Even beyond the top-end guys, Trevor Bauer has established himself as league-average innings-eating starter with upside in that 26-year old arm. Josh Tomlin as a fifth starter is hardly a concern. They lack of depth behind those five, but, with three elite starters, “depth” doesn’t need to be high-end guys. We’ve seen Ryan Merritt, Cody Anderson, and Mike Clevinger. Adam Plutko is an interesting arm. With the Tribe’s Big 3 in the rotation, they’ll likely only need to cycle through serviceable guys to deal with injuries.

I just wonder if we’re so excited about our new toys we’re ignoring just how great the rotation is.

Mike: Anytime someone uses a delightfully precise cut-off of 3.6 WAR, you know they are trying to gerrymander something. I certainly expect Carrasco to pitch more in 2017 and pitch well to earn the league wide status he deserves. Salazar’s arm health is a huge concern as was the massive command regression he experienced in 2016 though less so. When attempting to be pursuasive we are often caught justifying things we would never agree with in normal discourse. Things like showing confidence in the stability of Trevor Bauer, acting like Clevinger can command the strike zone, considering Merritt as anything but Aaron Laffey, or calling Adam Plutko interesting.  Plutko is useful depth in that he throws a lot of strikes, but he appears to be a poor man’s Tomlin which is nothing more than depth.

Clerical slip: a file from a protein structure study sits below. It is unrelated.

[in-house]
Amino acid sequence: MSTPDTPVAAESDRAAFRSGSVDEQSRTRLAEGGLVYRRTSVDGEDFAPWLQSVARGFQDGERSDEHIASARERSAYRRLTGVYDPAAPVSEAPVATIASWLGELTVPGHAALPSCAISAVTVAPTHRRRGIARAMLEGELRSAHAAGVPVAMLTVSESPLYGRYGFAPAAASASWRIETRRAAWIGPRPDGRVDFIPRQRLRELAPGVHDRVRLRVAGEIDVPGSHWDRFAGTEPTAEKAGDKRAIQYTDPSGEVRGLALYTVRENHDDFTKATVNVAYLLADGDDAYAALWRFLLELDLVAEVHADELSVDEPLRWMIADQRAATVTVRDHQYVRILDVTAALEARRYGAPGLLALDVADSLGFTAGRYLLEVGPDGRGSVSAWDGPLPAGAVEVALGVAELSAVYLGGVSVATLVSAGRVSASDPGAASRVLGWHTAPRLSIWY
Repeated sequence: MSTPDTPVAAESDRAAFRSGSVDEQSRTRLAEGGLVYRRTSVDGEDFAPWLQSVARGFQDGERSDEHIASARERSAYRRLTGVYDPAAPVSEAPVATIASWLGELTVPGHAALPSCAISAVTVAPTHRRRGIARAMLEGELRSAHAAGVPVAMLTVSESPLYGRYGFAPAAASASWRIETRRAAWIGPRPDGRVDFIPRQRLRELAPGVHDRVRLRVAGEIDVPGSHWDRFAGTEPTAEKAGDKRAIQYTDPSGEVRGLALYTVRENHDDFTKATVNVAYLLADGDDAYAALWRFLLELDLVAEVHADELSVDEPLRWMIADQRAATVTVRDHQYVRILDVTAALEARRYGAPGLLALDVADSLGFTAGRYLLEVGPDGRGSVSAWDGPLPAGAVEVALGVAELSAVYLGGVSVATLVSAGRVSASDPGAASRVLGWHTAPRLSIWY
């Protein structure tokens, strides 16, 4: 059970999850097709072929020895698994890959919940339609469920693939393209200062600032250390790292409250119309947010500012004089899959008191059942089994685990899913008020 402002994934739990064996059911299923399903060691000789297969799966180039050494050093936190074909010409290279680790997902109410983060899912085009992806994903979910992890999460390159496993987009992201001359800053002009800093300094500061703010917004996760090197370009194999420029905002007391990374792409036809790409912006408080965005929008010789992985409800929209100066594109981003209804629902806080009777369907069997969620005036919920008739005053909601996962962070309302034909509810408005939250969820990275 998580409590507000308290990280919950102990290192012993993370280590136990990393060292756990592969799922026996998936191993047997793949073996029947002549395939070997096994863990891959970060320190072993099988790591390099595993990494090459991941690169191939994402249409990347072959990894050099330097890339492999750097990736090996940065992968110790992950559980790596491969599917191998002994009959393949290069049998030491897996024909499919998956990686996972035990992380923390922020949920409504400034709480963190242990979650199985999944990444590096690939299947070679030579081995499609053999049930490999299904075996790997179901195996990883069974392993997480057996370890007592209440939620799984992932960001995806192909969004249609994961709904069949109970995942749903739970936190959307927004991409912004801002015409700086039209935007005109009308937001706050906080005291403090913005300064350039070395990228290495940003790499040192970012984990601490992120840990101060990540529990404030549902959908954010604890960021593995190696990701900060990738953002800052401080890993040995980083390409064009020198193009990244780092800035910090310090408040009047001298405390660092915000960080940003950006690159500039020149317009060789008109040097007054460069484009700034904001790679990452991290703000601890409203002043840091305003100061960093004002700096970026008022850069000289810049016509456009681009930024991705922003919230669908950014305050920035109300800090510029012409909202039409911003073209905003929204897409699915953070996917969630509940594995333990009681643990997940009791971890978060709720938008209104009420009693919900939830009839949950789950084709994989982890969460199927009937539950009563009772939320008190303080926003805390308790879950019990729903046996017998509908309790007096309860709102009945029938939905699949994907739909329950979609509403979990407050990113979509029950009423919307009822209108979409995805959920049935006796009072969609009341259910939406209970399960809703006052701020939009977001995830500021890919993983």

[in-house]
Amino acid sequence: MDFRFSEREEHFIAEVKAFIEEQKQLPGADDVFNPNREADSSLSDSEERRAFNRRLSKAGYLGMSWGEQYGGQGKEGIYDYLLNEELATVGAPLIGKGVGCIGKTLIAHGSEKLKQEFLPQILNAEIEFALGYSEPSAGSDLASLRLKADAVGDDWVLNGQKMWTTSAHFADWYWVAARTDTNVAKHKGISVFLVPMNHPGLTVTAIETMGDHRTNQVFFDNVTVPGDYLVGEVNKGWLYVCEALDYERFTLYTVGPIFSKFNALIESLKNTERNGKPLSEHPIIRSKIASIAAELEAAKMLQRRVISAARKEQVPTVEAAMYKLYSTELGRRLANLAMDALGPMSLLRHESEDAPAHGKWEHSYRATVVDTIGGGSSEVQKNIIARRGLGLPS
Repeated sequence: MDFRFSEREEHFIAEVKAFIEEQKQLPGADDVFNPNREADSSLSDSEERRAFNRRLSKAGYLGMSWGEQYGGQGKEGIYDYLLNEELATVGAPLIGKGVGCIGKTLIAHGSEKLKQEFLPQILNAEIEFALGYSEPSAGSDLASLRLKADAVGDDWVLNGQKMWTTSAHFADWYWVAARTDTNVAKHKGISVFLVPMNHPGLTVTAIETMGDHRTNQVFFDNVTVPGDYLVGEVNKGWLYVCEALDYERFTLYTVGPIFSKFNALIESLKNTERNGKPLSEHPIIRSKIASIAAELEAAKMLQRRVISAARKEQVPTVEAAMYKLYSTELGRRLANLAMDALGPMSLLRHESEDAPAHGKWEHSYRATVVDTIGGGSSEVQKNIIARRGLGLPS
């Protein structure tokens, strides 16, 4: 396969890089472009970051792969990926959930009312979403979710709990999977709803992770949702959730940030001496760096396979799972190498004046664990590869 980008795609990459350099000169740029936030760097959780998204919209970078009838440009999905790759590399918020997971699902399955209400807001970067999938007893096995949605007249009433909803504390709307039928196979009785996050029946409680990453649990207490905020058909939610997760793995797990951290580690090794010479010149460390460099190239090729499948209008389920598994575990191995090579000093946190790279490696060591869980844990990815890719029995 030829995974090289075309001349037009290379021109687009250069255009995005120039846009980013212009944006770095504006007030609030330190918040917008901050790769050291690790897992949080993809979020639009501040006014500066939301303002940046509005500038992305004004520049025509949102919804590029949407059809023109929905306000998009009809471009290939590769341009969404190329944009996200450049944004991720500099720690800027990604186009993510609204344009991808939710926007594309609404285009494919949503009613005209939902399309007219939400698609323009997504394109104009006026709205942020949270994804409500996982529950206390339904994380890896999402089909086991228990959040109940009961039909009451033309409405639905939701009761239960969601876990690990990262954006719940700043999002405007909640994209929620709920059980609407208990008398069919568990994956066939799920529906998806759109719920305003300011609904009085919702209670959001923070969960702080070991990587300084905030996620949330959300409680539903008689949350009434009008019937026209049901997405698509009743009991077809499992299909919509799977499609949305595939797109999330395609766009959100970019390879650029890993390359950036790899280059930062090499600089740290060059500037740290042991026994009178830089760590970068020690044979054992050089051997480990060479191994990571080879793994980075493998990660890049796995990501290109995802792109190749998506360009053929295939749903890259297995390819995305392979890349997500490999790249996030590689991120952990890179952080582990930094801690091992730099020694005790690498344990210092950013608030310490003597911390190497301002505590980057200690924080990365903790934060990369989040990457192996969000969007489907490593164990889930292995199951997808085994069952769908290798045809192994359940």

We are talking about the rotation being a weapon versus being better than the bullpen. The rotation is not bad, but I submit that it is above average, which is not the heights we once dreamed it could be. Salazar could certainly make the leap; I hope he does. How long can Kluber match this dominance? Josh Tomlin just threw the most innings of his career and is loaded with injury risk. The Indians are an injury away from Clevinger or Anderson every fifth day. The rotation is good, while the bullpen may be the best in MLB. We built a mythos around our rotation in 2014-2015 because the rest of team was underwhelming. Now the roster is loaded, and it simply is not our best unit anymore.

Jeff: First off, cutting off at 3.6 WAR is what all the kids are doing. You’re just not hip. Second, we’re over 1,000 words and you’ve spent all of three sentences actually arguing in favor of the bullpen. The rest just against the rotation. That should tell you something.

Yes, the bottom of the rotation is weak. As is the bottom of the bullpen. Cody Allen and Andrew Miller are spectacular, and probably the best bullpen duo in baseball. Shaw has been great, but his arm could fall off from overuse at any minute. Logan is a solid LOOGY addition. Otero is interesting. And beyond that there’s a bunch of question marks. It’s almost identical to the rotation. Two top-end guys, another high-end arm with injury risk, and a bunch of mediocrity.

All else being equal, I’ll put my faith in Klubot, Cookie, and Salazar.

So what do you think? What is the Tribe’s biggest strength going into 2017? The rotation? The bullpen? Or are we both wrong and the lineup will be what carries the team this year?

Let us know in the poll below, in the comments, or come yell at us on Twitter.